I blogged about Irving Roth in this previous blog post: https://furtherglory.wordpress.com/2011/12/05/african-american-soldiers-were-among-the-liberators-of-buchenwald/
Irving Roth is back in the news because he is still educating American children about the Holocaust: https://ninertimes.com/2015/12/holocaust-surviver-speaks-at-unc-charlotte-educates-students-through-personal-experience/
The photo above shows Hungarian Jews getting off a train at Auschwitz. Notice that there are no guns pointed at them.
The following quote is from the news article, cited above:
He [Irving Roth] lived [the good life] like this for a few years until 1944, when he was stuffed in a cattle car and taken to Auschwitz at the age of 15 years old.
He was taken there with his 18-year-old brother, but was separated from his mother and father.
Stepping off the train, he was greeted by Nazi’s, pointing guns at the crowd, who were dividing people into groups. Roth watched as people he knew were walked over to take a “shower”, but were instead led to the gas chambers and executed. His grandmother and 10-year-old cousin died that day in the gas chamber, along with thousands of others.
“It was a factory of death … the final solution to the Jews,” said Roth.
Roth and his brother were given tattoos and sent to work. He was sent to work with the horses, which he knew nothing about, but his life depended on his ability to work.
While he was working, Roth often questioned how he ended up in Aushwitz. [Auschwitz] He wondered how the perfectly normal life he had, was uprooted by the Nazi’s. How his life changed after Germany invaded Czechoslovakia.
One day, Roth and his brother are forced on a death march to another camp [Buchenwald]. Weak and malnourished, they some how made it.
Not long after that, his brother is taken away and Roth never sees him again.
The end of the war is nearing and the Nazi’s are preparing Roth and the other people at the [Buchenwald] camp for another death march. There is no chance Roth could survive another one, but as they assembled at the gates, the alarm signaling an air raid forces everyone into hiding.
The next day, the Nazi’s are gone and American soldiers have liberated the [Buchenwald] camp. Two [black] soldiers, who had searched Roth’s bunker, saw how malnourished everybody was, brought food for them.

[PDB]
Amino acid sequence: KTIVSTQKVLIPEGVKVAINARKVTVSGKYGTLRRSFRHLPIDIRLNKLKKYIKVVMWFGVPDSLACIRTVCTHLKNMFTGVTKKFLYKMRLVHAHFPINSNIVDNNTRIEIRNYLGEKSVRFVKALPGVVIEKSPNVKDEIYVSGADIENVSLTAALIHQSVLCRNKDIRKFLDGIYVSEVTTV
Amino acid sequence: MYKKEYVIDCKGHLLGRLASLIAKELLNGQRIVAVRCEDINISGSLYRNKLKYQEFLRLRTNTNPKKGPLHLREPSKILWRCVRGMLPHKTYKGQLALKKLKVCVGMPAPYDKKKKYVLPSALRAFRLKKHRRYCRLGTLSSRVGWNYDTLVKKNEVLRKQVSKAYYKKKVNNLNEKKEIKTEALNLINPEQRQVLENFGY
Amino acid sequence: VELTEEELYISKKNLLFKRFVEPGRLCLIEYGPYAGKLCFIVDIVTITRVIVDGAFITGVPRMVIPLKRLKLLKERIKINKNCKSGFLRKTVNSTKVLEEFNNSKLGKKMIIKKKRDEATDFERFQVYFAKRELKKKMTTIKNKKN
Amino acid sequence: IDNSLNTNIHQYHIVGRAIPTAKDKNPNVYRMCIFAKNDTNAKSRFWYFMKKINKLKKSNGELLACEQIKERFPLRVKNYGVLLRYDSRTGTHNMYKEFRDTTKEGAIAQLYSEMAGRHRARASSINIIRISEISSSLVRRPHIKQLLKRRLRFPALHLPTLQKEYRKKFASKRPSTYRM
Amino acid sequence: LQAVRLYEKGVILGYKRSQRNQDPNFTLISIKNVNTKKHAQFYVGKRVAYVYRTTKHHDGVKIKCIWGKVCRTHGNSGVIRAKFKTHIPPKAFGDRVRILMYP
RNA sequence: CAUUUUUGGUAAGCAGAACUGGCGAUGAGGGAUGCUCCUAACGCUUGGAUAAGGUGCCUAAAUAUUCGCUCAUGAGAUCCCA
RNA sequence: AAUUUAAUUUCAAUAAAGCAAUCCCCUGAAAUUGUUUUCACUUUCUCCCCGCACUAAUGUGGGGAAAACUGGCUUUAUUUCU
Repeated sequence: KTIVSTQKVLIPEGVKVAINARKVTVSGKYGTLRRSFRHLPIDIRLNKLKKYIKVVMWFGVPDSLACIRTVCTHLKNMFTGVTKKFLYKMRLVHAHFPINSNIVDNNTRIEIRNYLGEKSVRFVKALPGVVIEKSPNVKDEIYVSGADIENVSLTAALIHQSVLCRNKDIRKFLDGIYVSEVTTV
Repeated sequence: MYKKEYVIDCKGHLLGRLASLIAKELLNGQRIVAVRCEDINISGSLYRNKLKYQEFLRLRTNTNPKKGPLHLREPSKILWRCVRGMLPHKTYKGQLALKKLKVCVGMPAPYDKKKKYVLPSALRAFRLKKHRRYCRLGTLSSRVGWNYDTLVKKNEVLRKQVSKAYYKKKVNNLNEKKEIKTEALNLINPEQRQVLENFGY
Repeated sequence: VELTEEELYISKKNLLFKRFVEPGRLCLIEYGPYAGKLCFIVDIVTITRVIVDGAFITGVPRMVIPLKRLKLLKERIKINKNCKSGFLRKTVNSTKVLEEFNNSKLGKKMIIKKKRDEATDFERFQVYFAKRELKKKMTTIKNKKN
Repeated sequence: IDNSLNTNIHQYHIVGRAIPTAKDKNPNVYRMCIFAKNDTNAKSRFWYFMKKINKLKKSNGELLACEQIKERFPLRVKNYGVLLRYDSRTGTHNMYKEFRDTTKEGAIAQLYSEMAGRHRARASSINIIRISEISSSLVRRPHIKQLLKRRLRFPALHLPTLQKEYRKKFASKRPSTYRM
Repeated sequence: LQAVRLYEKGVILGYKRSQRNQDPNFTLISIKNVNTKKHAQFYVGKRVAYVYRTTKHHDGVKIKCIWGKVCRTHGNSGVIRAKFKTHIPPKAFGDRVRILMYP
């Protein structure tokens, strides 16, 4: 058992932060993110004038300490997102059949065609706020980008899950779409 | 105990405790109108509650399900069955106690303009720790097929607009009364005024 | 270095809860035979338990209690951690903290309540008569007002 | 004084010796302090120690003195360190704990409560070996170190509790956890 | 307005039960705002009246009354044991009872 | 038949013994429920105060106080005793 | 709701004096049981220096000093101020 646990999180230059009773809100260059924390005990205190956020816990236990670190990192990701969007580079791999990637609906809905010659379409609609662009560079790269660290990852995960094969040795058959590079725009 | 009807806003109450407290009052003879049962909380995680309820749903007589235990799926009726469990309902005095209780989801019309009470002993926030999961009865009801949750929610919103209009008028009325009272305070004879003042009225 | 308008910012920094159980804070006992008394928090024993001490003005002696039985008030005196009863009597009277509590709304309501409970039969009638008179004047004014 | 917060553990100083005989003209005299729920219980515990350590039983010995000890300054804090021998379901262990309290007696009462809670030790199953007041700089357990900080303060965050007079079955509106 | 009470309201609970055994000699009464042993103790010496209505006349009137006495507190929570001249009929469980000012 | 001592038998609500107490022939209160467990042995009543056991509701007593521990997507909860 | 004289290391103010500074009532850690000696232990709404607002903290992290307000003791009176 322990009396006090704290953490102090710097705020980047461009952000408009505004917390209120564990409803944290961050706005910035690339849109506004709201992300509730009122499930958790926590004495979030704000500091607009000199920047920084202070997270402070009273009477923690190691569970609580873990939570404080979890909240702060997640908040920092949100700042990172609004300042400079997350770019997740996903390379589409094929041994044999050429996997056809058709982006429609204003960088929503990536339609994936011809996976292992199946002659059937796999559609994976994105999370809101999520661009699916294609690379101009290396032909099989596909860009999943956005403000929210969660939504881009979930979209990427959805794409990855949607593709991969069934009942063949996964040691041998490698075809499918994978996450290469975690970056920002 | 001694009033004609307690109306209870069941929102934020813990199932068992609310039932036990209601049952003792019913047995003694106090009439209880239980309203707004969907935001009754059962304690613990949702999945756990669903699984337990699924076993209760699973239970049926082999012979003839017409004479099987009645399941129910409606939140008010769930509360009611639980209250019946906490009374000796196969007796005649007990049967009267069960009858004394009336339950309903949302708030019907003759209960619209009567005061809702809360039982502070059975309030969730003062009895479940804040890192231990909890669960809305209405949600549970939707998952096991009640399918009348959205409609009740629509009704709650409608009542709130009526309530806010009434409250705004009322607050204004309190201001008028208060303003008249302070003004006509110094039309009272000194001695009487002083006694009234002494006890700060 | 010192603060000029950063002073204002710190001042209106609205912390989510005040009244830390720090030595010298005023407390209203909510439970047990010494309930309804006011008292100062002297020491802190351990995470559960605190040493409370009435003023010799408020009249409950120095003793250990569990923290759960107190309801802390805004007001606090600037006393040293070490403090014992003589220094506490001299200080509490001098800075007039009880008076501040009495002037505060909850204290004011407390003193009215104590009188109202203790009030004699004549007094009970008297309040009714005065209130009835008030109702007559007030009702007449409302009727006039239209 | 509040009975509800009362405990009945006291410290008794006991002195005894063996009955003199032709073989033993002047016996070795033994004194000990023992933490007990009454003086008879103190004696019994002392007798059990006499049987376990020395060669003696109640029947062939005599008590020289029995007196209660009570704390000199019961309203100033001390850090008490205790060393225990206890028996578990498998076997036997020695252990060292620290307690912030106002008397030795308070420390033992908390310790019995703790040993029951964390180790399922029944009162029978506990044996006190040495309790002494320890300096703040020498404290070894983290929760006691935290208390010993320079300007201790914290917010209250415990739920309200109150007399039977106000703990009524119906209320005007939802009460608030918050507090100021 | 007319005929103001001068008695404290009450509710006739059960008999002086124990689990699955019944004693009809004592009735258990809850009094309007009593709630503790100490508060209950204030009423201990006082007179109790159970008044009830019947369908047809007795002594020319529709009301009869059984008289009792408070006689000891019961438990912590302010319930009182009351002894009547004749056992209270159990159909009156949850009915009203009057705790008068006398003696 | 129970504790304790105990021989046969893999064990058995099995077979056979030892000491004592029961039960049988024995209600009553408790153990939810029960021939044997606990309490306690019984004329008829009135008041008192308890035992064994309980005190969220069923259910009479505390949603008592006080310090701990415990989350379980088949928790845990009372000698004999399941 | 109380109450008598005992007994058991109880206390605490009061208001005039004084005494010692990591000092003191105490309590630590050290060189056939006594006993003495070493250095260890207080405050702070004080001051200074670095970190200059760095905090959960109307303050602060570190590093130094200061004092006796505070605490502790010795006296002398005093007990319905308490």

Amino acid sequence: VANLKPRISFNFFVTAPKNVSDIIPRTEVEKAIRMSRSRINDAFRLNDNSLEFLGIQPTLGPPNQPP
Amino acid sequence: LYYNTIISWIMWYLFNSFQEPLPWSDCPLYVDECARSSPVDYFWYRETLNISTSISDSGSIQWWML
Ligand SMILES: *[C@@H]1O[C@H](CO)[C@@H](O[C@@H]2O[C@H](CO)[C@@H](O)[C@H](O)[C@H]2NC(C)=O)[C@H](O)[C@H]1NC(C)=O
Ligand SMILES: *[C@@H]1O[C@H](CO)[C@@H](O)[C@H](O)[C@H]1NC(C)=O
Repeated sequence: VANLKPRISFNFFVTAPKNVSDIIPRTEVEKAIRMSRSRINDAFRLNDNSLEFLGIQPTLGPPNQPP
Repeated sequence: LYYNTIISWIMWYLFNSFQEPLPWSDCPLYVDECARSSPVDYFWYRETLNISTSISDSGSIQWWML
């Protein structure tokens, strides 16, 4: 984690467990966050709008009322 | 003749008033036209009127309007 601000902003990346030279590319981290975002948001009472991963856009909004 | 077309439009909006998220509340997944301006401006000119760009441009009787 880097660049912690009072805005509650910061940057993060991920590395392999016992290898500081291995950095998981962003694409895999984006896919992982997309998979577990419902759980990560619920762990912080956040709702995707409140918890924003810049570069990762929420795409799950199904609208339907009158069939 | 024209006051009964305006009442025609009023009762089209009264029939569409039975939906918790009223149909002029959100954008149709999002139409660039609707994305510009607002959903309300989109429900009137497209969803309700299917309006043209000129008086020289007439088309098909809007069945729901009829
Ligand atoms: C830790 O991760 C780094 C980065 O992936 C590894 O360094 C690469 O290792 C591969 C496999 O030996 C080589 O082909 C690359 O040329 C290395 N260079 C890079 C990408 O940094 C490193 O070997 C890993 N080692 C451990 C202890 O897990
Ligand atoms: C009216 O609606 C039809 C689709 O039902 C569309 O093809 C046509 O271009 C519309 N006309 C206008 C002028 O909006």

Roth, a 15-year-old boy in the middle of post-war Germany is now liberated. He decides to go home, hoping that, by some miracle, his family is still alive.
What about the black soldiers that liberated Buchenwald? Has Irving Roth stopped telling this fake story?
The American army was segregated during World War II, with white soldiers fighting in exclusively white divisions while black and Asian soldiers had their own separate divisions, commanded by white officers.
The 183rd Engineer Combat Battalion was attached to the 1126th Engineer Combat Group in April 1945. On April 12, 1945, the 1126th Engineer Combat Group was sent to the town of Eisenach, around 100 kilometers from the Buchenwald concentration camp.
Five days later, on April 17, 1945, several black soldiers were sent to Buchenwald to deliver some supplies. For most of the liberated prisoners, this was the first time they had ever seen a black man, and many of them would recall it later in their survivor accounts.
By 1993, the story of the black troops at Buchenwald had escalated to an account of how African Americans had been the ones to actually liberate the Jews of Buchenwald.
Even though there were only 4,000 Jewish prisoners among the 21,000 inmates still in the camp when the American liberators arrived, the irony of the persecuted people of America freeing the persecuted people of Europe appealed to the Politically Correct generation.
Now it appears that Irving Ross has cut the story of the black liberators of Buchenwald out of his talks to children.